Citizens Get Their Green Thumbs Dirty For Research

The University of South Australia is trying to connect communities with their natural environments.

The Creating Biophilic Cities through Citizen Science is a five-year long and $1.5 million program which will see a new research unit at UniSA’s Barbara Hardy Institute conducting research, education and community engagement projects to create public awareness of environmental assets and issues and promote environmental stewardship.

Project leader, Philip Roetman, said public participation in research activities would increase community understanding of, and interaction with, local species and natural environments.

“Whether it is examining the changing populations of local or introduced plants or animals, or what the water quality is like in a local stream, this initiative is about stimulating community engagement, enabling people to connect to their natural environment in purposeful ways,” Mr Roetman said.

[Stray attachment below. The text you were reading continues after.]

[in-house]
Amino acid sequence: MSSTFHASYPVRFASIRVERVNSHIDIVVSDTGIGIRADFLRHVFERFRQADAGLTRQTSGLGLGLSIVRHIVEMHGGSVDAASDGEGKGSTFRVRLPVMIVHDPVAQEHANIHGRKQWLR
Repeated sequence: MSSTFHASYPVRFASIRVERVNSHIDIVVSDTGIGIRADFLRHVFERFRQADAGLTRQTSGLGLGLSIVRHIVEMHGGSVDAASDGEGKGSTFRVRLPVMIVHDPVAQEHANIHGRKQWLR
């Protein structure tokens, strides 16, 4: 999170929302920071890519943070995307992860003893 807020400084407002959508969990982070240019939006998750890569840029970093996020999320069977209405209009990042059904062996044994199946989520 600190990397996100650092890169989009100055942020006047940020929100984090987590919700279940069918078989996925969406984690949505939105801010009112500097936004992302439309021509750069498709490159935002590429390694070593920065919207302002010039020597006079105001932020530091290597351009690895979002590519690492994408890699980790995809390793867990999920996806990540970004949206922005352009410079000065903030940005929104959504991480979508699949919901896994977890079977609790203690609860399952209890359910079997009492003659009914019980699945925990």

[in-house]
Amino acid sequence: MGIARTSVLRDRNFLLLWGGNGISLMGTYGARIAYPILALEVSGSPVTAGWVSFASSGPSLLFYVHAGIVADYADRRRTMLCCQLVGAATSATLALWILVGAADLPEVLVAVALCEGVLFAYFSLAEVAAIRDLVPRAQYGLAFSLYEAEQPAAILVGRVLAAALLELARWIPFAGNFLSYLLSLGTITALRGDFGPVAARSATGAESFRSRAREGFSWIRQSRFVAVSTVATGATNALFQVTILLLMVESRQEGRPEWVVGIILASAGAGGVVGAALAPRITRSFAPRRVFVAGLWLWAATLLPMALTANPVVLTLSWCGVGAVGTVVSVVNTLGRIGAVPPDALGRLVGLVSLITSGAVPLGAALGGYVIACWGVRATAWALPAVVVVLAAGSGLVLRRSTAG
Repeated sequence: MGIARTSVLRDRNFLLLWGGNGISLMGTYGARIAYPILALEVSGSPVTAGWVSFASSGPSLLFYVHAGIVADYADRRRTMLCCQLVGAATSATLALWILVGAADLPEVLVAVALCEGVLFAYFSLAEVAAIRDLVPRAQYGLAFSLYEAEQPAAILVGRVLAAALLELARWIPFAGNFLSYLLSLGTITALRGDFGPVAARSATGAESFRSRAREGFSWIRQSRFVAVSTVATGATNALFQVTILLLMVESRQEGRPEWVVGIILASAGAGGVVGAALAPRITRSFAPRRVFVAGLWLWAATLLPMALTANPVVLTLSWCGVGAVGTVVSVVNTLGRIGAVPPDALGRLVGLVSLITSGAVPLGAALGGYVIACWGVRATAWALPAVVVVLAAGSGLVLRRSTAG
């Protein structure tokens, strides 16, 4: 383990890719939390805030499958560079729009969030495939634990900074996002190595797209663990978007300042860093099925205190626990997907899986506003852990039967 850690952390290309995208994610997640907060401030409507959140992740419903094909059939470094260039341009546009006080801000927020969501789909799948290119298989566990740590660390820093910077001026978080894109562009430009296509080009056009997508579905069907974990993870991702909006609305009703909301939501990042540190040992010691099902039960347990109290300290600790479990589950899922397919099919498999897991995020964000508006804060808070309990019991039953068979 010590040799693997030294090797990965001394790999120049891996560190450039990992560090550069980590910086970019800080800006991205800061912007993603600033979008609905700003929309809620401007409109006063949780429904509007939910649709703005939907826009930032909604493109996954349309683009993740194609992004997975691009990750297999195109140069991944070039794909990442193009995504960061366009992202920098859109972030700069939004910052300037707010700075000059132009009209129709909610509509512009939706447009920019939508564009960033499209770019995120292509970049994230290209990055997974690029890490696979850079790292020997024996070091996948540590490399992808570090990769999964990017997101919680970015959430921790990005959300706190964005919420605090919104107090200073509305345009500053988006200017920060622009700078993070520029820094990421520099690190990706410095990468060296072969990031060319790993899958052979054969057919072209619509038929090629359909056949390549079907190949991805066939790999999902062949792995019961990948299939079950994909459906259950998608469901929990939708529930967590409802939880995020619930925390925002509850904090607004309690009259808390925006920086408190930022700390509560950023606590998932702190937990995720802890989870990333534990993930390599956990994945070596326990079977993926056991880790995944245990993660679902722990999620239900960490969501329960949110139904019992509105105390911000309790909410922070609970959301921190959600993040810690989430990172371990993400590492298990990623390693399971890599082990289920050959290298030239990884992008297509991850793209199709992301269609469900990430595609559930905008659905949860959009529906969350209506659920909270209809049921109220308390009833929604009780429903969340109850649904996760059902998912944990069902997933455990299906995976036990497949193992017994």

“Everyone can play a part: from outlining what concerns they have about their local environment, to collecting ecological data and sharing their own observations. New media and developing web and mobile-based technologies will further encourage community involvement. Projects will be designed to inform government planning and policy and results will be delivered back to the community for further education.”

Mr Roetman said partnerships were vital to the initiative and they were working with the Adelaide and Mt Lofty Ranges Natural Resources Management Board, Department of Environment, Water and Natural Resources, ABC local radio, the CSIRO and local councils.

The Adelaide and Mount Lofty Ranges Natural Resources Management Board regional manager Kym Good said they were always keen to work with the community and this was a successful way to let the community be heard.

The program will also involve a partnership with Victoria University of Wellington in New Zealand to underpin research into the way people engage with nature.

 

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